4. The viewpoint as developed then also concurs with the strongest possible condemnations called down upon homosexual expression, especially in the Romans passage.
5. It is difficult then to see how any acceptance of homosexual practice would be possible in the church. Andrew argues that there are many ways in which we perhaps unwittingly condone sin or are even in collusion with it, (but not as free moral agents) and I can think of others. Eg by being part of the EU we collude with restrictive trade practices which affect the developing world.
I’m not sure that I agree with this point, however. Our relation to sin as moral agents changes drastically as soon as we become aware of sin. We have a responsibility to act in relation to unfair trade practices (or the plight of the poor, or injustice) in whatever ways it is within our ability to do so, eg by purchasing ‘fairtrade’ products in our supermarkets, or casting votes in European elections or referendums. In the same way, we have a reponsibility to act in relation to personal moral behaviour.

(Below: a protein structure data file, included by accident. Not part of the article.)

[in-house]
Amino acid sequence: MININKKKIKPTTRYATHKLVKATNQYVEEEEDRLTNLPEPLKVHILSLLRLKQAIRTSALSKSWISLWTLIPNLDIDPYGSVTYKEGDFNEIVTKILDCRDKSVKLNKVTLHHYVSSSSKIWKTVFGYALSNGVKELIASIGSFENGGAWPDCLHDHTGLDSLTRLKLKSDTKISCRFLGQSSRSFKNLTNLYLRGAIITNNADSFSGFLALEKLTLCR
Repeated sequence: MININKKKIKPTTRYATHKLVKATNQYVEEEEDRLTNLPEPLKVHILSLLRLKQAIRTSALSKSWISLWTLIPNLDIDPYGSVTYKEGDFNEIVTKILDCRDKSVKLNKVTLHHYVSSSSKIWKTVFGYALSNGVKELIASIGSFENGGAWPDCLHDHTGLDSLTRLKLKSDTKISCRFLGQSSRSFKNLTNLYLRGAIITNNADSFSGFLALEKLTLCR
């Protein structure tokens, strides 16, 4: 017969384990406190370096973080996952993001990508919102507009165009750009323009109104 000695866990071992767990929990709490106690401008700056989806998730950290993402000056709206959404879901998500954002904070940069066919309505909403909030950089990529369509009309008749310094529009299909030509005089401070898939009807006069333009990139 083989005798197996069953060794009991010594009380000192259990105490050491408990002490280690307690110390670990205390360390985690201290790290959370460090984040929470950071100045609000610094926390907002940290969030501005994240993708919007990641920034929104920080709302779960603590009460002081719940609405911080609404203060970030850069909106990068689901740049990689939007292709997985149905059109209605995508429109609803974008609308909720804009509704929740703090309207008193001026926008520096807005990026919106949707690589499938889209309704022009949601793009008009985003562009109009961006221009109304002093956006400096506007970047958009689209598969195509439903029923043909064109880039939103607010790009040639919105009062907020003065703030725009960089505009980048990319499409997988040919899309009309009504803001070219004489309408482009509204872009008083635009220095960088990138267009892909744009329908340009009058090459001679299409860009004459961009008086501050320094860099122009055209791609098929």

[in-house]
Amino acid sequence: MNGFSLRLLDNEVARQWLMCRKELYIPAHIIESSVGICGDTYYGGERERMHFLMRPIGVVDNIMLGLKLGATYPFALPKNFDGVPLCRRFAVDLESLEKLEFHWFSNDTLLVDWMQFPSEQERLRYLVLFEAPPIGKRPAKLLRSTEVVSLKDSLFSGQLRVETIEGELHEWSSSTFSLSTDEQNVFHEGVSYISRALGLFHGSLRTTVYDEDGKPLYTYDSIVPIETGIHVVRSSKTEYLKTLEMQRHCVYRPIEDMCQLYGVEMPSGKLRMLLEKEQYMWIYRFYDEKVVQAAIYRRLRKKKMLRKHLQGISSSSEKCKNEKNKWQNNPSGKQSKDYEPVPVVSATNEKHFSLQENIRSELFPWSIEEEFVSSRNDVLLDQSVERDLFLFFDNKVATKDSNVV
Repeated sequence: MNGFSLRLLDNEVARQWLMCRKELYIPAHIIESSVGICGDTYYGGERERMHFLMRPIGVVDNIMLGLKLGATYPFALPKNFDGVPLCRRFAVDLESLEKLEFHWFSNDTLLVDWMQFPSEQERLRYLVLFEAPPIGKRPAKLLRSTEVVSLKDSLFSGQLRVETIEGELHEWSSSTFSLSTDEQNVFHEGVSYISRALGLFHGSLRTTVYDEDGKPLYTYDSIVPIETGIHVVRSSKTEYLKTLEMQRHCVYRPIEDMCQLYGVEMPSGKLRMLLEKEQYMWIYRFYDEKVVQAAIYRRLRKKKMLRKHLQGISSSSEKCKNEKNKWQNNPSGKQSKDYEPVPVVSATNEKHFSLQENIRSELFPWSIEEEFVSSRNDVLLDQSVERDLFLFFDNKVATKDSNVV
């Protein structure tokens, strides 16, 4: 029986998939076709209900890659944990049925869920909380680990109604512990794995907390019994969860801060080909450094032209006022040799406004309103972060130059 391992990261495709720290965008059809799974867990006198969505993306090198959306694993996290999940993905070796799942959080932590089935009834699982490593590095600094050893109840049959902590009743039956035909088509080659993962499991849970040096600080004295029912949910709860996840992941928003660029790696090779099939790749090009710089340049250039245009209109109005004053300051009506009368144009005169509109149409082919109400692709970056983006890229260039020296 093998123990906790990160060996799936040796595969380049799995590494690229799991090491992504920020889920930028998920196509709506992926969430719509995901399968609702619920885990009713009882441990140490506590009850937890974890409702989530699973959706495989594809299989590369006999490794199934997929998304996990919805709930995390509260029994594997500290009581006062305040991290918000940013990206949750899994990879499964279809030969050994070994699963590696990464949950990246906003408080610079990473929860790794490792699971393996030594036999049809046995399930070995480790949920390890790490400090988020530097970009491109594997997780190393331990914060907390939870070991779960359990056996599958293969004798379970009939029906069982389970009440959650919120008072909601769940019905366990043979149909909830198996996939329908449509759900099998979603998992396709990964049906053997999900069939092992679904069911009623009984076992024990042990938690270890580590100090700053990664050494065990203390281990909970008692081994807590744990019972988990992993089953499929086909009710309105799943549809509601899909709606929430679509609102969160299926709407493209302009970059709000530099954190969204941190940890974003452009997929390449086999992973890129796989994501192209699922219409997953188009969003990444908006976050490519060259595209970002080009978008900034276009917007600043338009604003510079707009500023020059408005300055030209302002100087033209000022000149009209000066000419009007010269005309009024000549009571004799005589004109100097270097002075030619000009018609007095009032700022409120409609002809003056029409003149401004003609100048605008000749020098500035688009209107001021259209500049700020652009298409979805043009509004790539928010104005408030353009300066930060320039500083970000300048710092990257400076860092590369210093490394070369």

And herein lies the issue. The few gay people that I know did not, to the best of their knowledge, choose their disposition, nor was it a psychosis which arose from childhood experiences. Neither are they monsters who wish, by promiscuity and self-indulgence, to live a lifestyle of promiscuity and overthrowing the moral order. There is a gap between their experience and perception of who they are, and what the bible appears to say about them. If they take the bible seriously, and the explorations on this thread suggest it should be taken seriously, they will naturally want to explore alternative interpretations of the biblical passages. The essence of the revisionist position is that what the bible describes is not related to homosexuality as it is currently understood and experienced.